For the co-runner of the excellent Jacktone label, Melissa Maristuen aka Doc Sleep‘s involvement in nightlife goes beyond DJing and producing. As part of collective Room 4 Resistance, she has taken an active role in uplifting people from marginalized identities and creating community. On her first full-length album, Birds (in my mind anyway), she turns towards the personal and internal, but this interconnectedness with others is reflected in friends’ and family’s contributions to the album, be it her mother’s reaction to the music prompting the title or her friend Kiernan Laveaux writing a poem to accompany the release.
While not explicitly naming a specific reason, Maristuen refers in the album notes to a stressful period in her life when she was faced with having to change both her priorities and her routine. At the time, reframing her relationship with music became not just a necessity but a personal challenge. By making music every day and taking long walks in Berlin’s large parks, Maristuen began to reconnect with herself.
The album has an unexpectedly soothing quality, an oxymoronic mix of melancholy and hope distilled through a series of elegant yet playful modern electronic compositions. It’s lightweight, almost luminous, particularly on tracks like the joyous “Tomorrow is Beautiful! (w. Glenn Astro).” There are still bits and pieces of club reminiscence peering through—the odd repetitive melody on “Polymer Bloom,” a rebellious breakbeat on “C&L at the Sea,” and an overpowering aquatic kick-drum thumper in “Fog vs. Moon (w. M. Marie).”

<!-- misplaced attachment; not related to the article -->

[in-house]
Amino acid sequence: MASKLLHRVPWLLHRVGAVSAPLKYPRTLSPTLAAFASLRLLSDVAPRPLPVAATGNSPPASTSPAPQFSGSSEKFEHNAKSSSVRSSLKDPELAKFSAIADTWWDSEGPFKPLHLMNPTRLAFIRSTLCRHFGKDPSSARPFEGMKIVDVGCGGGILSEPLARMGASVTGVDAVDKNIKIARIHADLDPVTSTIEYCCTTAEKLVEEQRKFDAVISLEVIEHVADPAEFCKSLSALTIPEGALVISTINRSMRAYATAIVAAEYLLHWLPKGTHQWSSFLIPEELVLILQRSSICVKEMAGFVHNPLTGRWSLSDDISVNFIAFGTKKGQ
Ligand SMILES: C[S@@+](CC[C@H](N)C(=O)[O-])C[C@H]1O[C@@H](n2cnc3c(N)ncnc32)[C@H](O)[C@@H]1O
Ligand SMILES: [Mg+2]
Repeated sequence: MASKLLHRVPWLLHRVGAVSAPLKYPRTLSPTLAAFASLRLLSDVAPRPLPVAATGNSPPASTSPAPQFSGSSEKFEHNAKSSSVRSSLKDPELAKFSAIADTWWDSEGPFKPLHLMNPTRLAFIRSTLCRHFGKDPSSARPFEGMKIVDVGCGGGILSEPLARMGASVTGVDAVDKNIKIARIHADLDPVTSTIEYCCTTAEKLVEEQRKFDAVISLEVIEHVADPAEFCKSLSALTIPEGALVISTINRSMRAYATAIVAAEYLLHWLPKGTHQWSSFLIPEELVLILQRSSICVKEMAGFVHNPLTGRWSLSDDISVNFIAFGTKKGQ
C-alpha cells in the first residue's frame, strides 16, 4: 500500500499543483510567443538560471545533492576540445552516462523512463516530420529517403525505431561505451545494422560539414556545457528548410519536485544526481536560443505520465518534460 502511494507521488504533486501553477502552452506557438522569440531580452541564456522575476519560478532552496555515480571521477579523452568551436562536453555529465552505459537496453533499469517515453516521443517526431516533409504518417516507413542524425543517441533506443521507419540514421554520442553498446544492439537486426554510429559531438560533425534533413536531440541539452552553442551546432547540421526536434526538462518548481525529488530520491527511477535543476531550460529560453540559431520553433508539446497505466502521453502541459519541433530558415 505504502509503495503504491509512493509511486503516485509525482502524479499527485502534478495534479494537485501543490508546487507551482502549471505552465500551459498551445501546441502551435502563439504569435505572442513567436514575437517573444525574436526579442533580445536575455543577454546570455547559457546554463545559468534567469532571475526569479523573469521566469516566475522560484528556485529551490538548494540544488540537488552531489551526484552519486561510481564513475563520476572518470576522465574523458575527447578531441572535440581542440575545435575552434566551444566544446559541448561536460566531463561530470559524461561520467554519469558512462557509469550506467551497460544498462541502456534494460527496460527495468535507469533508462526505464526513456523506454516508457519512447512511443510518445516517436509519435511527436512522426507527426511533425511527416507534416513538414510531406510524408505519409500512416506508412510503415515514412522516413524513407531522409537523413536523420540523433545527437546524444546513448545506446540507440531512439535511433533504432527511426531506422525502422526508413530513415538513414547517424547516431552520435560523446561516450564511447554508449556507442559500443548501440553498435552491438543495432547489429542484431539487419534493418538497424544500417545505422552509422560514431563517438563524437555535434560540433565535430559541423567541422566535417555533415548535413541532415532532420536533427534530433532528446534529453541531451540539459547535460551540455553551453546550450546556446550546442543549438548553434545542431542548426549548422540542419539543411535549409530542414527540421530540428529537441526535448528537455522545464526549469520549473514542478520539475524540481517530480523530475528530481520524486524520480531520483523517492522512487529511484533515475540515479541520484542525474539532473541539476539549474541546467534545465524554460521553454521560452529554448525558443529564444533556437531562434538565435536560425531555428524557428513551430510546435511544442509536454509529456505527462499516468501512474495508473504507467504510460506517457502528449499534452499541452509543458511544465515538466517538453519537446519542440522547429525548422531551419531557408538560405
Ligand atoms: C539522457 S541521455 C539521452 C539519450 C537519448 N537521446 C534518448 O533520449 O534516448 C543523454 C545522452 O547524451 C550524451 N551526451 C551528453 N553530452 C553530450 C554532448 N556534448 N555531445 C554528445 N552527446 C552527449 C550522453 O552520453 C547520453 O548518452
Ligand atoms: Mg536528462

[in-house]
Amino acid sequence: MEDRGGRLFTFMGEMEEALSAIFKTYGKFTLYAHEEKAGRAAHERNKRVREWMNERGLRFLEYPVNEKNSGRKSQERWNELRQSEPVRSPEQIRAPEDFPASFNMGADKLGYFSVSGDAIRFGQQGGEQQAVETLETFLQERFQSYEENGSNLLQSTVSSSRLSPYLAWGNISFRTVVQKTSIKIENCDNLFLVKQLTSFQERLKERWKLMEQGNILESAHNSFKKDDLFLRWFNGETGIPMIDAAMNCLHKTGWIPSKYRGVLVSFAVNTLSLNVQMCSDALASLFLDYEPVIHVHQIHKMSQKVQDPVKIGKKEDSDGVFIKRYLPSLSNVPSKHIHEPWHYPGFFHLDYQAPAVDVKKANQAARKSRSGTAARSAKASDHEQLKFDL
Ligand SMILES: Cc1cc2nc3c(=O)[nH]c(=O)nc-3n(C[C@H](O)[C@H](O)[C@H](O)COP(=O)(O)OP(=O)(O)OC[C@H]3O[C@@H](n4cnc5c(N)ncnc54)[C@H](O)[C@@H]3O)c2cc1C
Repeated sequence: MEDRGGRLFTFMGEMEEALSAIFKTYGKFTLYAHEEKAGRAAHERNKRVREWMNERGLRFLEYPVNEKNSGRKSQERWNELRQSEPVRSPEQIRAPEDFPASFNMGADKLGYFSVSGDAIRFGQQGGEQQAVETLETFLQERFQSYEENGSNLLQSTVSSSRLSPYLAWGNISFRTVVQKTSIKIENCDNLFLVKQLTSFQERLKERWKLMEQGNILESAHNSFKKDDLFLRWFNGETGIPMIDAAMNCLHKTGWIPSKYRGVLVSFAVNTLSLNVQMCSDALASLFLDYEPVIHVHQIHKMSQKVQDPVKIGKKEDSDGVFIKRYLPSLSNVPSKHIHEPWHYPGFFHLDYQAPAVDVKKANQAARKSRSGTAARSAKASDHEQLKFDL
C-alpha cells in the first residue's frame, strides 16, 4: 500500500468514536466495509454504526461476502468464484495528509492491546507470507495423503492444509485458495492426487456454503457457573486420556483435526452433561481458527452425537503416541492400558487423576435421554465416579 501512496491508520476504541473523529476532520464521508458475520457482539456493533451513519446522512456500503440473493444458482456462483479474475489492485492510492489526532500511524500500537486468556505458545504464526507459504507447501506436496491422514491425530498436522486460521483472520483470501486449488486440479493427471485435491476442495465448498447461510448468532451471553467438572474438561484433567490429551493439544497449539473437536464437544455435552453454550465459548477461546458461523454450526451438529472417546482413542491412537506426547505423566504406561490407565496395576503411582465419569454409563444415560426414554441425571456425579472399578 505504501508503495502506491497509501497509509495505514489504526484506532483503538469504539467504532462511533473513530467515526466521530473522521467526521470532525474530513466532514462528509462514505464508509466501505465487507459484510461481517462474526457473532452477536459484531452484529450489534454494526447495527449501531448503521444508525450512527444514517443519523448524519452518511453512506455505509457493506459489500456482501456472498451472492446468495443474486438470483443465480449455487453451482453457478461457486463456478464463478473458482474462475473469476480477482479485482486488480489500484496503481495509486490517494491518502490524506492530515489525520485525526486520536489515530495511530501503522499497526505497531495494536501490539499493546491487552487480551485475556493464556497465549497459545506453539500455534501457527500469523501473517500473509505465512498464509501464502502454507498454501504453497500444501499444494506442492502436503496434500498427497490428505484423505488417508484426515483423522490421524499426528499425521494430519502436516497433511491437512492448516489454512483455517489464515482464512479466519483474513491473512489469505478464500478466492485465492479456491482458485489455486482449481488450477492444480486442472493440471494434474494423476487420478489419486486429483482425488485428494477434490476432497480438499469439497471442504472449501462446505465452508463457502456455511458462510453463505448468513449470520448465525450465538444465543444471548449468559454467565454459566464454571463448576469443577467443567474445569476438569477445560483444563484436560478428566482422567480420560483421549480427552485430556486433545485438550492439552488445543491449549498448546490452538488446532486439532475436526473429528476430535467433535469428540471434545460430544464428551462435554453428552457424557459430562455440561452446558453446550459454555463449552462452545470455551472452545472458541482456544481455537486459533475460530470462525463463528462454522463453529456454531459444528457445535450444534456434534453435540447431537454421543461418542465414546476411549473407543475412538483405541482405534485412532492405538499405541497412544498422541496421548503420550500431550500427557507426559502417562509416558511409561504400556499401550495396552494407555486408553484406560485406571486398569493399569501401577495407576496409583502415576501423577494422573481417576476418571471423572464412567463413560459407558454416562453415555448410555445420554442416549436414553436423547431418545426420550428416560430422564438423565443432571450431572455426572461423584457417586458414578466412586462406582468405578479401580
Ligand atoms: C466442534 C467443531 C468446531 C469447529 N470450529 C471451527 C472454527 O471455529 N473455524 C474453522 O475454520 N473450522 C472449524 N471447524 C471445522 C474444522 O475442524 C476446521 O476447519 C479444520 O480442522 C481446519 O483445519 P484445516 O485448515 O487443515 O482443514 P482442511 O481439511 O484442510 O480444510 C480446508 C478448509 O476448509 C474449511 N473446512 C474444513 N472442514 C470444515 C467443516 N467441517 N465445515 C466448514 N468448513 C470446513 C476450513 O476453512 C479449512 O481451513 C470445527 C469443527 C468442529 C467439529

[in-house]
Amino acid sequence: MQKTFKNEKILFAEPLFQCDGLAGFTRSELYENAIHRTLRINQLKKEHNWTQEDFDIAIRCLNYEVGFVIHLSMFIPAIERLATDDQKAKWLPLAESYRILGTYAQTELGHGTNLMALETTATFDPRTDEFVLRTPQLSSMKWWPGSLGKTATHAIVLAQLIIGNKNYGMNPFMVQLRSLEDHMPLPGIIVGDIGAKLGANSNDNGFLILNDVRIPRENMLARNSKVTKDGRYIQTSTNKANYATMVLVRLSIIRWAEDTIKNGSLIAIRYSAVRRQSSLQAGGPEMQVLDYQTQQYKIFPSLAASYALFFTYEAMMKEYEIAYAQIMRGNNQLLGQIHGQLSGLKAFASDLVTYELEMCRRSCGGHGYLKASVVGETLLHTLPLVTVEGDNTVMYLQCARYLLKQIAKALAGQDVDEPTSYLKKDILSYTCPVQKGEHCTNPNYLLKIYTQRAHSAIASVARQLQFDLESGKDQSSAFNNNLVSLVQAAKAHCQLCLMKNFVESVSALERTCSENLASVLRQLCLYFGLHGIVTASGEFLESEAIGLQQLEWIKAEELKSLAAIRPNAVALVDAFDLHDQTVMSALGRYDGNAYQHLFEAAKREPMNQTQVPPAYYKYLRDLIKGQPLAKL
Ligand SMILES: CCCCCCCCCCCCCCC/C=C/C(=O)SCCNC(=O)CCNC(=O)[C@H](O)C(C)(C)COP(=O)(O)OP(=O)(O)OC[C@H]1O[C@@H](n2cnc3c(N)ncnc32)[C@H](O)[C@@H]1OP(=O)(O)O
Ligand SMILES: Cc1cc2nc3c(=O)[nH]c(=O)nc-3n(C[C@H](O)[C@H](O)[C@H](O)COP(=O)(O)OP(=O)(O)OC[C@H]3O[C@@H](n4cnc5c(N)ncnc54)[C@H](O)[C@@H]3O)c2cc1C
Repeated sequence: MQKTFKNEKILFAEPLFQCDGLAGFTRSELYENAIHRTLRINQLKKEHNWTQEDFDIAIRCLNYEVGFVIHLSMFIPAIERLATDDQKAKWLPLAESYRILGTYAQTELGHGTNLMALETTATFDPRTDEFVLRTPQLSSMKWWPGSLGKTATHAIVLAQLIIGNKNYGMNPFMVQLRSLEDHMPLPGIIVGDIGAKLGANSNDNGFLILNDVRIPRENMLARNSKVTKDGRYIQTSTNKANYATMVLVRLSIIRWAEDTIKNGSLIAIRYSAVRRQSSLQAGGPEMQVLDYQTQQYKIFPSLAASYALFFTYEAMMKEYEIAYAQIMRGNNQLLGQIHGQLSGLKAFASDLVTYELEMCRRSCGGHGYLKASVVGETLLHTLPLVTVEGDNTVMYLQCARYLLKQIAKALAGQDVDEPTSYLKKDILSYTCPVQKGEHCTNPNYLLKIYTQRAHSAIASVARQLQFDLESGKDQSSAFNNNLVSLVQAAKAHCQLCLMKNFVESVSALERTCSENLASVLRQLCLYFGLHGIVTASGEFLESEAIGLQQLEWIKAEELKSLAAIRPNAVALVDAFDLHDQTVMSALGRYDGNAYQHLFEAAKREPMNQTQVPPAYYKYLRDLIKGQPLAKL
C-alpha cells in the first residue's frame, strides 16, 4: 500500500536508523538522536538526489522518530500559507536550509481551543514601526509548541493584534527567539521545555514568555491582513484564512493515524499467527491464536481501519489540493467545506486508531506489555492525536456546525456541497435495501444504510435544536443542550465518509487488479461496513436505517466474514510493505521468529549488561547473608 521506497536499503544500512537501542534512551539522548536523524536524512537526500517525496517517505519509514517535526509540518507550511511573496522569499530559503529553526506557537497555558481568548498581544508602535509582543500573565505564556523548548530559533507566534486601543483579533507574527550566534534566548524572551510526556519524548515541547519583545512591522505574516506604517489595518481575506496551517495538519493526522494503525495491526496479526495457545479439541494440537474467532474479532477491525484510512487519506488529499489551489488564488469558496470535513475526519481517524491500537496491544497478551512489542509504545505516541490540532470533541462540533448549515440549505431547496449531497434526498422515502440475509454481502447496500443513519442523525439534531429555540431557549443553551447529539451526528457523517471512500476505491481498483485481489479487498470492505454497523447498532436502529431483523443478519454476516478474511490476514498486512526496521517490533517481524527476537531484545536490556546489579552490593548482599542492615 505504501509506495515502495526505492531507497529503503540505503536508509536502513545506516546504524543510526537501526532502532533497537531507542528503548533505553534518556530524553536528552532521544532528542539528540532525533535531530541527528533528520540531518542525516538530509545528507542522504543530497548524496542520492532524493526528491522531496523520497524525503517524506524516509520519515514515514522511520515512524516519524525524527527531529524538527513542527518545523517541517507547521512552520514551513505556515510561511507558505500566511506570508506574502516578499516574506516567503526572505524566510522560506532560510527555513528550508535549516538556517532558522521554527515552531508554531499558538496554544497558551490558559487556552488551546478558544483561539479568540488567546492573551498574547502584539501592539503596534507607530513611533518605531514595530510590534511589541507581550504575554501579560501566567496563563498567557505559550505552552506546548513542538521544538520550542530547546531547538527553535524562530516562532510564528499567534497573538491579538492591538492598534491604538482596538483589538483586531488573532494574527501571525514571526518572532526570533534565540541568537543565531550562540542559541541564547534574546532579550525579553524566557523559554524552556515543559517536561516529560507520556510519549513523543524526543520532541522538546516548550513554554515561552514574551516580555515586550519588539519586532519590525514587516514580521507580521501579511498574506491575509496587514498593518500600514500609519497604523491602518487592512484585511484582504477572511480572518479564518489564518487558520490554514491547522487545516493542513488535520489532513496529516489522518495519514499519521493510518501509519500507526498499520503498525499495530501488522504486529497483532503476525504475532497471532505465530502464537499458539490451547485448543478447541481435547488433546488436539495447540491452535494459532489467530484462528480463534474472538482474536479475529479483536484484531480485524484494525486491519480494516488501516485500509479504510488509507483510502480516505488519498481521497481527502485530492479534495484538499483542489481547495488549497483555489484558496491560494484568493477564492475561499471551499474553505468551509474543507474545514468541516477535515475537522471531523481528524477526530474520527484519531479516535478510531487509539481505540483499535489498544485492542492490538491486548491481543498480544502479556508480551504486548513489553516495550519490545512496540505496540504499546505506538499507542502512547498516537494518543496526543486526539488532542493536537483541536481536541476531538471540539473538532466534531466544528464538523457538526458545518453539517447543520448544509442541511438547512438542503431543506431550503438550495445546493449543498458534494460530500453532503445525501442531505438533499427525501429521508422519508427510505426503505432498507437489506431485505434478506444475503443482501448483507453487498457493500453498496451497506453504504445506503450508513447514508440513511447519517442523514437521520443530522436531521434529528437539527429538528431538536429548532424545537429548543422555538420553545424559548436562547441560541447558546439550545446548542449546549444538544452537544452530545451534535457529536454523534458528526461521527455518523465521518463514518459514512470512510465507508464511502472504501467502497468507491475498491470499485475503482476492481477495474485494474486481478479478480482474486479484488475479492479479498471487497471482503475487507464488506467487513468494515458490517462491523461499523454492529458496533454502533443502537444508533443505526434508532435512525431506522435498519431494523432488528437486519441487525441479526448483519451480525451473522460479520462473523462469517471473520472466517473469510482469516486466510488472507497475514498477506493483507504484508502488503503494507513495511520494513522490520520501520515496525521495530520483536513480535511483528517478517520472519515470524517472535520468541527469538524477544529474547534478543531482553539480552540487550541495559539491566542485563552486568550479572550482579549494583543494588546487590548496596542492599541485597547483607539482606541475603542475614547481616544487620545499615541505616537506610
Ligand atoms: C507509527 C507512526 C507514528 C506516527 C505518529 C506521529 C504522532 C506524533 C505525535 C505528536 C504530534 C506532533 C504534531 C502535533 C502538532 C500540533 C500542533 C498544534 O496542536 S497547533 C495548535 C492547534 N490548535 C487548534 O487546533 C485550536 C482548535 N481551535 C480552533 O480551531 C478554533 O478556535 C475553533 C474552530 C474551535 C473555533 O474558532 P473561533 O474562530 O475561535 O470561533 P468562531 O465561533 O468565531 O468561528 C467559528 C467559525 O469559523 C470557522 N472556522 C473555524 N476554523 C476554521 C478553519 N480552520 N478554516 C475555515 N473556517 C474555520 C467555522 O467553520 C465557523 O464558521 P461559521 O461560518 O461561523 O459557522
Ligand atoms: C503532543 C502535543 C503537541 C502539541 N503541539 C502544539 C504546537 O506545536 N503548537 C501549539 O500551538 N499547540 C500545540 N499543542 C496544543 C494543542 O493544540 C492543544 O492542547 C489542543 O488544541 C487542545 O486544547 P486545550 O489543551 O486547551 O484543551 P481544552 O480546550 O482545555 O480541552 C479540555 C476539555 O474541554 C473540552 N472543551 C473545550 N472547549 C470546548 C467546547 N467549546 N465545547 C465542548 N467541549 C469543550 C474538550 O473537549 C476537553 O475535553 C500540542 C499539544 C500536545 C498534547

With strong emphasis on melody and composition, this predominantly instrumental album (with the exception of the odd vocal sample—a child-like whisper on “Fall into Flowers (Intro),” half a syllable on “Wiped Memory”) feels like a secret prayer, a chant you hum to yourself. Birds can be comfortably placed alongside releases from electronic music modernists who creatively subvert dancefloor tropes, such as Beatrice Dillon or Loraine James.
Kaleidoscopic glimmers reflecting ecstatic inner worlds, intertwined revitalized velocities
Prismatic melody cascading into a resonant chorus, sonatas of irreverently modulating pitch
Laveaux’s poem, featured on the back of the record, reads like an outtake from Samuel Delany’s sci-fi classic Dhalgren. Birds bears similarities to that book as well, the tale of a fictional American city isolated from the world by catastrophe. It embodies a similar sentiment: finding an anchor in despairing times, imaginary birdsong in a desolate, post-apocalyptic landscape as a metaphor for resilience and forging enduring human connections.